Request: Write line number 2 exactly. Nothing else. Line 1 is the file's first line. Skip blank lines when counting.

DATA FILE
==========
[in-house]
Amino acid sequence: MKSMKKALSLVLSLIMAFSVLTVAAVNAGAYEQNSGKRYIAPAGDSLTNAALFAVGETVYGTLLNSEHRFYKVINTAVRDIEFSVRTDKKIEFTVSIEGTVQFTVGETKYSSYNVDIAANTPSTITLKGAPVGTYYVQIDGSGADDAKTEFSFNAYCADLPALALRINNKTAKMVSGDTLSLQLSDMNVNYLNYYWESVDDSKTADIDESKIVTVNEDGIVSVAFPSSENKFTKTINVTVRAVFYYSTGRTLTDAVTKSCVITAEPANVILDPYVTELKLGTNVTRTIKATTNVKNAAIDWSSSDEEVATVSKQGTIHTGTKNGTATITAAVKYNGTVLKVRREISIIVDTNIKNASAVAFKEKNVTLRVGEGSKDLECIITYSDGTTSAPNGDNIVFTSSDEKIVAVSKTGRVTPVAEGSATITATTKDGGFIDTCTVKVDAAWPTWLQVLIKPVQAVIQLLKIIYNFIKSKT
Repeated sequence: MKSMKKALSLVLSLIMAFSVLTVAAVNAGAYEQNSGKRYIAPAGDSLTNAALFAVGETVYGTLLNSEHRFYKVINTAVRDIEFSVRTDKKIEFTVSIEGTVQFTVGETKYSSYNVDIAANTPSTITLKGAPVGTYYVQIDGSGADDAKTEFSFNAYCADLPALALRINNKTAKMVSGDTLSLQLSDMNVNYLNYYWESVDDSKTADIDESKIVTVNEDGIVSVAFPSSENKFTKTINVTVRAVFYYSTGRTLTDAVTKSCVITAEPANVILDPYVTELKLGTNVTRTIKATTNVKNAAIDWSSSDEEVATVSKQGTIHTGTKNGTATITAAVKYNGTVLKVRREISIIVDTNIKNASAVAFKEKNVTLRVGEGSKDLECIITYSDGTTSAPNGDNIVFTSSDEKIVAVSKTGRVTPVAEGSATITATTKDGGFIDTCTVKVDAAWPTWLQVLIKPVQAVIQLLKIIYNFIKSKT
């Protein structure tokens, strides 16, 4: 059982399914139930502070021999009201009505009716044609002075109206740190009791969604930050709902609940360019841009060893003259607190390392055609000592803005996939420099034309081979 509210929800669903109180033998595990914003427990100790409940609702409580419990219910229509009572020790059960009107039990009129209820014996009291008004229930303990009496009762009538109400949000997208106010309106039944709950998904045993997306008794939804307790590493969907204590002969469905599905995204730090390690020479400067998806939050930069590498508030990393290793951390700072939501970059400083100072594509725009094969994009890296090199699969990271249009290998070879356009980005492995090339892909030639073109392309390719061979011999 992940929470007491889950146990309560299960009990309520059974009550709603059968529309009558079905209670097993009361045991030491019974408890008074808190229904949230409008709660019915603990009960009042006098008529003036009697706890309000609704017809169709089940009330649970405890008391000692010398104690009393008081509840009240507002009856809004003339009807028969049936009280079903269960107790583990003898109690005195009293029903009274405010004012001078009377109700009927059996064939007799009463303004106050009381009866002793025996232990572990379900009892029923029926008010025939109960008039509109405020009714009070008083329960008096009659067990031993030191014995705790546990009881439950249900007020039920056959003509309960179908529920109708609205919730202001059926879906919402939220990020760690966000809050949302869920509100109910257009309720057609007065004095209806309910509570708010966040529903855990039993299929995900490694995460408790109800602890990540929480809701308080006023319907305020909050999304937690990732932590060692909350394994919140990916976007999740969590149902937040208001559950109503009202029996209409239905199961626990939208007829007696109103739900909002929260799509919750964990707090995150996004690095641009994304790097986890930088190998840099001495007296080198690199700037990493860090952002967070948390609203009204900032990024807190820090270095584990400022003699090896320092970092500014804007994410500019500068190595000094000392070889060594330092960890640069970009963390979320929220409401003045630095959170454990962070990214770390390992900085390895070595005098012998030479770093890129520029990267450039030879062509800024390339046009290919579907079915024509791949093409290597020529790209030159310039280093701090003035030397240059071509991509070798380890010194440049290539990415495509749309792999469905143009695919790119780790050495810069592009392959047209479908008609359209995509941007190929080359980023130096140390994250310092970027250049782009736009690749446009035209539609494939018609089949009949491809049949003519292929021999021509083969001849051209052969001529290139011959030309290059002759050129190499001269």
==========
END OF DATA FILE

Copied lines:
Amino acid sequence: MKSMKKALSLVLSLIMAFSVLTVAAVNAGAYEQNSGKRYIAPAGDSLTNAALFAVGETVYGTLLNSEHRFYKVINTAVRDIEFSVRTDKKIEFTVSIEGTVQFTVGETKYSSYNVDIAANTPSTITLKGAPVGTYYVQIDGSGADDAKTEFSFNAYCADLPALALRINNKTAKMVSGDTLSLQLSDMNVNYLNYYWESVDDSKTADIDESKIVTVNEDGIVSVAFPSSENKFTKTINVTVRAVFYYSTGRTLTDAVTKSCVITAEPANVILDPYVTELKLGTNVTRTIKATTNVKNAAIDWSSSDEEVATVSKQGTIHTGTKNGTATITAAVKYNGTVLKVRREISIIVDTNIKNASAVAFKEKNVTLRVGEGSKDLECIITYSDGTTSAPNGDNIVFTSSDEKIVAVSKTGRVTPVAEGSATITATTKDGGFIDTCTVKVDAAWPTWLQVLIKPVQAVIQLLKIIYNFIKSKT